Security Report: Keeping Up with Personal Devices

Tuesday, July 19, 2011 @ 11:07 AM gHale


Policies are made to be broken, or, if you can’t beat them join them. When it comes to security, the experts are beginning to accept the fact more workers are using devices such as smart phones and tablets to plug in and do work. The problem is enterprises remain overwhelmed by the need to mitigate risk and support the devices.

Last year IT departments said they were not ready for the rapidly growing usage of consumer technologies in the workplace, according to a report for Unisys Corp., conducted by IDC. One year later, the gulf appears to be greater as more organizations realize the trend is inevitable, according to the report.

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While IT departments see business value in allowing mobile workers to use personal devices and access social networking sites, they are “hamstrung by security and support issues and a growing workload,” according to the report.

“The good news from the new research is that, in contrast to last year, IT executives are recognizing that the consumerization of IT trend is real and inevitable,” said Fred Dillman, Unisys chief technology officer. “However, they appear to be frozen by the magnitude of issues created by the rapidly growing usage of consumer technologies within the enterprise.”

The study draws upon two separate but related surveys conducted in nine countries. One study surveyed nearly 2,660 information workers within organizations, while the second study polled some 560 IT department executives and managers.

The fact is workers are bringing personal devices into the enterprise at an increasing rate, with 40 percent of the devices used to access business applications being personally owned, a 10 percent increase over last year. Use of social media applications, blogging, and microblogging also increased.

This year 20 percent of organizations surveyed used Facebook and MySpace for business purposes, while 8 percent said they used the site for business in 2010.

Unisys said this increasing penetration of consumer technology in the enterprise comes from the concept of mobility. Fifty-three percent of workers surveyed said mobile devices such as laptops, smartphones and tablets are their most critical devices for doing work, up from 44 percent in 2010. That rate should rise in 2012 with 65 percent noting that a mobile device will be their most critical work device next year.

While IT executives recognize the trend, and many believe allowing the use of personal devices raises employee morale, they also understand they are falling behind in supporting the devices and effectively managing security, according to the report.

The survey found workers report using smart mobile devices for business purposes at twice the rate that IT executives believe to be the case, with 69 percent usage reported by employees vs. 34 percent of IT executives stating workers used these devices for work.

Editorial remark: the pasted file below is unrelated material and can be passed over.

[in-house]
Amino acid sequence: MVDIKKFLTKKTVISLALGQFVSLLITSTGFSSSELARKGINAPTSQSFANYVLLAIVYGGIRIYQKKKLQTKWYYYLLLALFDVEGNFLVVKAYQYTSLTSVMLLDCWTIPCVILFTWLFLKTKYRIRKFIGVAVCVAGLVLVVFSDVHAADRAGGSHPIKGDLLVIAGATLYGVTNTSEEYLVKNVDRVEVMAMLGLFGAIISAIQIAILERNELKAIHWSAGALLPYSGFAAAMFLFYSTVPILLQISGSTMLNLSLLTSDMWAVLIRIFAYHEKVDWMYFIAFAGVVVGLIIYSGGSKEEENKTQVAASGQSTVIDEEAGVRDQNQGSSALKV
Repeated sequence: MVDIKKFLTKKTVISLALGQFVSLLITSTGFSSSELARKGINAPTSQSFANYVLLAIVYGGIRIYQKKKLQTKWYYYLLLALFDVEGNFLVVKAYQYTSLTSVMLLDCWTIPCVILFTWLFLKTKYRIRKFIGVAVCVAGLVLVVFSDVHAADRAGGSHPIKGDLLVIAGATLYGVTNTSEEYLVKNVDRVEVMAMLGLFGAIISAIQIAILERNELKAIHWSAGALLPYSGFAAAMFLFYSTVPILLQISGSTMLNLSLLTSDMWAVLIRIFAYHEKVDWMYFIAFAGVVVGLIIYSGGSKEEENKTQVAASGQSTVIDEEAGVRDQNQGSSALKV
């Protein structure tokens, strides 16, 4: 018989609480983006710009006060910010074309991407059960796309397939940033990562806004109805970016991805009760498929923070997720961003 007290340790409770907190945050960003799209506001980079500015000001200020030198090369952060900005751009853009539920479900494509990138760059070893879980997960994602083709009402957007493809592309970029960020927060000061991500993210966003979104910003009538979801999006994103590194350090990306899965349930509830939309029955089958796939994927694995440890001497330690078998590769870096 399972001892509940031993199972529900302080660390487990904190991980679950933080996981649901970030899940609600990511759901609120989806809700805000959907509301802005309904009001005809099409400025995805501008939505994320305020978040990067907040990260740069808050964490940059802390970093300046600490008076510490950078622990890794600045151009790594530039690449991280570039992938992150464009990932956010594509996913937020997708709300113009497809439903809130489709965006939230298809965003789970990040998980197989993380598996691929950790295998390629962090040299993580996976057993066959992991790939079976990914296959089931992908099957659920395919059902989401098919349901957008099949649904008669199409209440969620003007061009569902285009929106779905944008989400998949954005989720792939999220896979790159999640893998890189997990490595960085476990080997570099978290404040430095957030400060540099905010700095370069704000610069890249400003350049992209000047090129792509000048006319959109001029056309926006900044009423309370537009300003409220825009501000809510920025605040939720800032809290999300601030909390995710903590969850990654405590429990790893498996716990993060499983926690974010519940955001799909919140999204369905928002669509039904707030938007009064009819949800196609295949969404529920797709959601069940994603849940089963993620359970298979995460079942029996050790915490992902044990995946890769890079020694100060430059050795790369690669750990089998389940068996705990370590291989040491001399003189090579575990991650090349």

Policies around consumer technologies are face a purchasing chasm, with 87% of IT groups saying their policy is for workers to source smart mobile devices from the enterprise, and for the enterprise to cover all costs. However, over half of employees using products such as iPhones, Android phones, and iPads for work said they bought their device themselves, without any reimbursement from their employer.

This data point shows the disconnect between IT’s policies toward the purchase and use of smart mobile devices, and the grassroots adoption of these devices in the organization today, according to the report. Enterprises think they are in control of these devices, but in fact they are in control of only a small part of their infrastructure, with a significant number of employees going off the grid in acquiring and using their own devices.

The scenario was the same for social media access: 44 percent of employees noted they use social networks and communities for customer communication. Yet only 28 percent of employers thought that was the case.

When asked the greatest barriers to enabling employees to use personal devices at work, 83 percent of IT respondents cited “security concerns” and 56 percent said “viruses from social networks such as Facebook.”

“Ironically, however, IT respondents indicate that they now do less than they did in 2010 to secure mobile devices in several areas, including publication of social media guidelines,” Unisys officials said.

IT is operating with blinders on, and policies are out of step with the way consumers are using devices and consumer applications, according to the report. IT needs to put the tools and procedures in place to actually understand what types of devices and applications workers are using throughout the organization as a first step to actually getting in front of this trend.

Consumerization of IT is happening whether IT supports it or not. The “just say no” order obviously isn’t working, the report said. It’s arguably worse if employees are using the devices but IT is telling them not to. If IT were at least supporting these devices, it would have a fighting chance at getting the security and management issues right; but by putting blinders on, IT relinquishes all control.

IT needs to revisit and revamp its policies to reflect what is actually happening in the enterprise, and to evolve from a knee-jerk “don’t do it” policy to more sophisticated policies that allow workers to take advantage of these services without disrupting the IT infrastructure or compromising corporate security.



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